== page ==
The Edwards Trial: A Bad Idea From Before the Start

You don't have to have a shred of respect for the man -- and you probably don't -- to appreciate what a waste of precious time this case has been for the Justice Department.

j-eds trial-body-2.jpgReuters

IN THE BEGINNING

The campaign finance prosecution of disgraced former presidential candidate John Edwards always reminded me of that cute Hugh Grant movie many of us saw a few years back titled The Englishman Who Went Up A Hill But Came Down A Mountain. The premise of the movie, and of the train wreck that was United States v. Edwards, is that the ground changed, literally in the movie and figuratively in Greensboro, North Carolina, between the start of the story and its end.

The foggy corner of the world of campaign finance law has indeed been largely transformed since 2008 and 2009, the time when Republican-holdover U.S. Attorney George Holding, a man with a plan and political aspirations in North Carolina, began to investigate some of the big-money donations made to Edwards during his dramatic and doomed presidential campaign. Four years ago, for example, most of the nation still believed that the First Amendment permitted rational campaign finance regulations.

That was before January 2010, when the United States Supreme Court swept away much of the statutory underpinning of America's campaign funding restrictions in its controversial Citizens United ruling. That case involved a different federal statute than the one at issue in the Edwards case, but the Court's conservative majority could hardly have been more clear: If the Constitution permits individuals and corporations to donate directly to candidates, it necessarily permits the candidates to receive those donations.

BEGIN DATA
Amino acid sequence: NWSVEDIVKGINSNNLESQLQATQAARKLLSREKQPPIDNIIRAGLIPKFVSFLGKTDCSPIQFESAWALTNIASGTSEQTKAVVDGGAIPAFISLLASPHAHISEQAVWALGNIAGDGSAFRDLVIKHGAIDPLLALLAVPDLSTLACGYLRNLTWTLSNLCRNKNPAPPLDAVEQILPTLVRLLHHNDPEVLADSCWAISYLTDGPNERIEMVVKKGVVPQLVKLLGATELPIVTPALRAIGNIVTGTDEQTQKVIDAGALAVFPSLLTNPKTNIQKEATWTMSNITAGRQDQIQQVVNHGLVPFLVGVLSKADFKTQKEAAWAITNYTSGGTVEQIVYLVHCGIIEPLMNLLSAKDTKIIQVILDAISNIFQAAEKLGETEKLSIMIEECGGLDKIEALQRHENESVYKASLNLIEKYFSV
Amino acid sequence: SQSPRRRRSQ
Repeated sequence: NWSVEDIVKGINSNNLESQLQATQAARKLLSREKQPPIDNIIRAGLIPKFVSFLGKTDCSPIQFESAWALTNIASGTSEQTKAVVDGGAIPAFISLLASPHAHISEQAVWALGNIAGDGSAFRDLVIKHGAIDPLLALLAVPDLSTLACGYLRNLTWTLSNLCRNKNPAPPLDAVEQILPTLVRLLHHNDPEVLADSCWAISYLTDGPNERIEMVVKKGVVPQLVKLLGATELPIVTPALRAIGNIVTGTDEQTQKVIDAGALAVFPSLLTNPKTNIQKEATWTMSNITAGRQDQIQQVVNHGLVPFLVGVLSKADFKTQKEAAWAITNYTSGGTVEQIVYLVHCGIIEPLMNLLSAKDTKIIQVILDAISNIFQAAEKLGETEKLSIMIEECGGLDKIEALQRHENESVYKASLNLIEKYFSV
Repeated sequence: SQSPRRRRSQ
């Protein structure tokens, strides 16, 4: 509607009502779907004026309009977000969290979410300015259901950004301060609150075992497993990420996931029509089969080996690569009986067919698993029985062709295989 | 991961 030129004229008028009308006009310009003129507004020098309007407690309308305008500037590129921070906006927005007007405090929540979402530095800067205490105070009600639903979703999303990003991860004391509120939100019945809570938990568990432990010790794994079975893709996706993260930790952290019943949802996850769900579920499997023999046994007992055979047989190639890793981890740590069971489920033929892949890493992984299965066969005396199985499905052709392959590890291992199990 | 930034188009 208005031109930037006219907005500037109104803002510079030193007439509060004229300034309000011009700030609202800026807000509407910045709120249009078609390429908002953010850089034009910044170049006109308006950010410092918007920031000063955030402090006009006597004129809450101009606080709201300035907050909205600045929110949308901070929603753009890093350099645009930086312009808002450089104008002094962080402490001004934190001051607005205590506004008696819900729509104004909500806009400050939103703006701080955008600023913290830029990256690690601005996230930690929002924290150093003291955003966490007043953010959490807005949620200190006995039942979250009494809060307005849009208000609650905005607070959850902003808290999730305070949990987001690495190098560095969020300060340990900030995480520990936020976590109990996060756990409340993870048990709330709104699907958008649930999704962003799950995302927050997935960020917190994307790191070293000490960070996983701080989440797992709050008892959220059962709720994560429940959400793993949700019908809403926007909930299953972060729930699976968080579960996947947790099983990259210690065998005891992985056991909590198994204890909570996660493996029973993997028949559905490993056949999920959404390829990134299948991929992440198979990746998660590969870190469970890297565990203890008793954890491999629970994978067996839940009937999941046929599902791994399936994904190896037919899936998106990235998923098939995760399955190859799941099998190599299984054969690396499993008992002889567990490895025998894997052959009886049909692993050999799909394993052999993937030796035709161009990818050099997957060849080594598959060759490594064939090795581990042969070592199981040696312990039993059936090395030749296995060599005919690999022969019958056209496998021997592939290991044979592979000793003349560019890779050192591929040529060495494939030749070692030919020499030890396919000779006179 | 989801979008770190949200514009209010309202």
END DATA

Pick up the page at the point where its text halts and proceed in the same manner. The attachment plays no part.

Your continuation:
Meanwhile, the Justice Department has for the past four years been buffeted about in a series of high-profile, politically-charged cases. The Barry Bonds obstruction case didn't work out as well as the feds had hoped. The first Roger Clemens obstruction trial ended in a mistrial. And just last week the feds announced, after a lengthy internal investigation, that they had punished two prosecutors who withheld evidence from defense lawyers in the prosecution of Ted Stevens, the former senior senator from Alaska.

When you try a man in 2012 for white-collar conduct which occurred in 2008, and when the intervening years are marked by political and constitutional changes that make the relevant laws even more toothless than they already were, you are just asking for trouble. Federal prosecutors were just asking for trouble by pushing the Edwards case. And trouble is what they found. You don't have to have a shred of respect for Edwards -- and you probably don't -- to appreciate what a waste of precious time and energy this case has been.

IN THE END

After nine days of deliberations, the jury of eight women and four men was evidently just as vexed and unpersuaded by the government's evidence against Edwards as were two of the former chairmen of the Federal Election Commission, defense witnesses both, who were prepared to testify at trial that the donations Edwards received were not illegal. The trial judge refused to allow the bulk of this testimony to reach jurors -- which would likely have generated a live issue for appeal had Edwards been convicted -- but it didn't matter.

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Andrew Cohen is a contributing editor at The Atlantic. He is a legal analyst for 60 Minutes and CBS Radio News, a fellow at the Brennan Center for Justice, and Commentary Editor at The Marshall Project

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